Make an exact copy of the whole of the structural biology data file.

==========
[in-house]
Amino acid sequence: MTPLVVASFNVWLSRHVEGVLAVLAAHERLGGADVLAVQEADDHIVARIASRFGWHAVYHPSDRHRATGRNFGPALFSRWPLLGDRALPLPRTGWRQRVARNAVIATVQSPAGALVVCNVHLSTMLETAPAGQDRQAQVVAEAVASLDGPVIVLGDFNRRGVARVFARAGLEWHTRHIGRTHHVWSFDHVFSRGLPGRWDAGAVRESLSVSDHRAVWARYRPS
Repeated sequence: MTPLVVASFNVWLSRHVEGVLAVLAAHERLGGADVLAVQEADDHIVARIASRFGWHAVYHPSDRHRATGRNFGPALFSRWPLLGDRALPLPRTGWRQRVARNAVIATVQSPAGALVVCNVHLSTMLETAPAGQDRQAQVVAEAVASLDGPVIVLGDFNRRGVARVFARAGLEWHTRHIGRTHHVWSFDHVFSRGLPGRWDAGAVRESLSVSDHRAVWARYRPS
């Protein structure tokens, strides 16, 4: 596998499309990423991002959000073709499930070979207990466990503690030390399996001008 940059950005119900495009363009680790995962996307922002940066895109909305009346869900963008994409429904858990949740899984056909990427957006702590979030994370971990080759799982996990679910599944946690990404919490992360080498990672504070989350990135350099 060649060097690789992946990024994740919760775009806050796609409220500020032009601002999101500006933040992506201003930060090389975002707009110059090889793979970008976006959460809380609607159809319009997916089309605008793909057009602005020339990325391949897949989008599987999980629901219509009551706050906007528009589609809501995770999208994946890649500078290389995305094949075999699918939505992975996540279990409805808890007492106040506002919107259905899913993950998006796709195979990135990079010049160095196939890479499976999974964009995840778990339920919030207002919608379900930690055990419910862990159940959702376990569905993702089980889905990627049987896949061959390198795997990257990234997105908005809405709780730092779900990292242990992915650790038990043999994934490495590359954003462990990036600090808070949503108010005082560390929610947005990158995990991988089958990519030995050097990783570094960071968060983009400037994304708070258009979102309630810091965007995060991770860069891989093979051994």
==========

[in-house]
Amino acid sequence: MTPLVVASFNVWLSRHVEGVLAVLAAHERLGGADVLAVQEADDHIVARIASRFGWHAVYHPSDRHRATGRNFGPALFSRWPLLGDRALPLPRTGWRQRVARNAVIATVQSPAGALVVCNVHLSTMLETAPAGQDRQAQVVAEAVASLDGPVIVLGDFNRRGVARVFARAGLEWHTRHIGRTHHVWSFDHVFSRGLPGRWDAGAVRESLSVSDHRAVWARYRPS
Repeated sequence: MTPLVVASFNVWLSRHVEGVLAVLAAHERLGGADVLAVQEADDHIVARIASRFGWHAVYHPSDRHRATGRNFGPALFSRWPLLGDRALPLPRTGWRQRVARNAVIATVQSPAGALVVCNVHLSTMLETAPAGQDRQAQVVAEAVASLDGPVIVLGDFNRRGVARVFARAGLEWHTRHIGRTHHVWSFDHVFSRGLPGRWDAGAVRESLSVSDHRAVWARYRPS
């Protein structure tokens, strides 16, 4: 596998499309990423991002959000073709499930070979207990466990503690030390399996001008 940059950005119900495009363009680790995962996307922002940066895109909305009346869900963008994409429904858990949740899984056909990427957006702590979030994370971990080759799982996990679910599944946690990404919490992360080498990672504070989350990135350099 060649060097690789992946990024994740919760775009806050796609409220500020032009601002999101500006933040992506201003930060090389975002707009110059090889793979970008976006959460809380609607159809319009997916089309605008793909057009602005020339990325391949897949989008599987999980629901219509009551706050906007528009589609809501995770999208994946890649500078290389995305094949075999699918939505992975996540279990409805808890007492106040506002919107259905899913993950998006796709195979990135990079010049160095196939890479499976999974964009995840778990339920919030207002919608379900930690055990419910862990159940959702376990569905993702089980889905990627049987896949061959390198795997990257990234997105908005809405709780730092779900990292242990992915650790038990043999994934490495590359954003462990990036600090808070949503108010005082560390929610947005990158995990991988089958990519030995050097990783570094960071968060983009400037994304708070258009979102309630810091965007995060991770860069891989093979051994």